Insofar as Apple has unsung heroes, senior vice president of retail Ron Johnson would likely be one of them. On Tuesday, the Wall Street Journal reported that Johnson will be leaving Apple to take a position as president of department store J.C. Penney, with an eye toward assuming the CEO spot upon the current chief executive's retirement.
J.C. Penny confirmed Johnson's appointment, effective November 1, 2011, in a press release; he'll also join the company's board as of August 1, 2011. As of this writing, Apple has not responded to Macworld's request for comment, but the Journal reports that the company may announce the move later on Tuesday. An Apple spokesperson confirmed Johnson's departure to All Things D, saying that the company is "actively recruiting for his replacement."
Johnson's loss would be a significant blow to Apple; he reports directly to Apple CEO Steve Jobs and oversees all of the company's substantial retail efforts. Indeed, Johnson is the force behind the company's Apple Stores, having joined Apple about a year before they launched; he's even credited with having conceived the Genius Bar.
Apple's stores have arguably driven much of the success the company has seen in the consumer sector over the last decade; in fact, last month Apple celebrated the tenth anniversary of the launch of its retail venture, revamping some of the store's offerings.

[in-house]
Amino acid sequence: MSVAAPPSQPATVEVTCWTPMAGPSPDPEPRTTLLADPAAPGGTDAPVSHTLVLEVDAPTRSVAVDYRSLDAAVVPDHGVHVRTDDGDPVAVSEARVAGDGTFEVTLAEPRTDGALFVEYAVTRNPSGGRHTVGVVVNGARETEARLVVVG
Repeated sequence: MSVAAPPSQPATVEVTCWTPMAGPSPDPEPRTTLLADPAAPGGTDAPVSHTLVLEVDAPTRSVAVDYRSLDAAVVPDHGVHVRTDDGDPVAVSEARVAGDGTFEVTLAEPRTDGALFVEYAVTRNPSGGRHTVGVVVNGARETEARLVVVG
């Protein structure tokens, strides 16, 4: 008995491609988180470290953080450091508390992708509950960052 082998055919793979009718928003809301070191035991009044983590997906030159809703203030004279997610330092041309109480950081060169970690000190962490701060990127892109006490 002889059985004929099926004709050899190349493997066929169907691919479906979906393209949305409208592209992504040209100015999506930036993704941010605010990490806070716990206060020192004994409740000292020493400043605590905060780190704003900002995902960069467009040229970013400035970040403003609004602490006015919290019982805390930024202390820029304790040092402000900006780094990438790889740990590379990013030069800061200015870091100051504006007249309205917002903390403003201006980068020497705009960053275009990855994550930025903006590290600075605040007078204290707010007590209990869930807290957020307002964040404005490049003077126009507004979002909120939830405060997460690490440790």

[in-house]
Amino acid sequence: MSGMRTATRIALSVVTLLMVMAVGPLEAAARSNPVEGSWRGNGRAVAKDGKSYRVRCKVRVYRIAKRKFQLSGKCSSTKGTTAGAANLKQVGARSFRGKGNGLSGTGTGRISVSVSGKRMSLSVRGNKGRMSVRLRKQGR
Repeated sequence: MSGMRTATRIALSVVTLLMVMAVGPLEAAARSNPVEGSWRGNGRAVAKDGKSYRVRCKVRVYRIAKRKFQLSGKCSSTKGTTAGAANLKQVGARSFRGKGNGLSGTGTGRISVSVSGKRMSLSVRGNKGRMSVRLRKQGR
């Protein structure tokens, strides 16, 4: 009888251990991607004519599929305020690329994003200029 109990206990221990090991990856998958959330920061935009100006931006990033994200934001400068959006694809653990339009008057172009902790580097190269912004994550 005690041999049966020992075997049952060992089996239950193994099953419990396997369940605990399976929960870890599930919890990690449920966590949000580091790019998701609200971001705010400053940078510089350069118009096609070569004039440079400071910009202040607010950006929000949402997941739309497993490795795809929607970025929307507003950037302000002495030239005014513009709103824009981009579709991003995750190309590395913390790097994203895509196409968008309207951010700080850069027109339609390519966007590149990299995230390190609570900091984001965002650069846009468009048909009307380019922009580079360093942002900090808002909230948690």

In its most recent quarter, Apple reported it had operated 323 stores, with plans to open another 40 in the current fiscal year. Those stores have seen more than 1 billion visitors in eleven countries, and formed a major cornerstone of sales: In one striking detail, Apple has repeatedly commented that 50 percent of customers who have bought Macs in the stores were new to the Mac.
The timing of Johnson's departure comes in the midst of Apple CEO Steve Jobs's second medical leave of absence in the last two years. Apple has emphasized the caliber of its top-shelf executive team during Jobs's absence, and Johnson is certainly a big part of that. Given his key role, however, he could be a hard act to follow.
Prior to joining Apple in 2000, Johnson served in a variety of positions at Target, ending as the retail chain's vice president of merchandising for Target stores. He holds an M.B.A. from Harvard and a bachelor's degree in Economics from Stanford.
Sign up for Computerworld eNewsletters.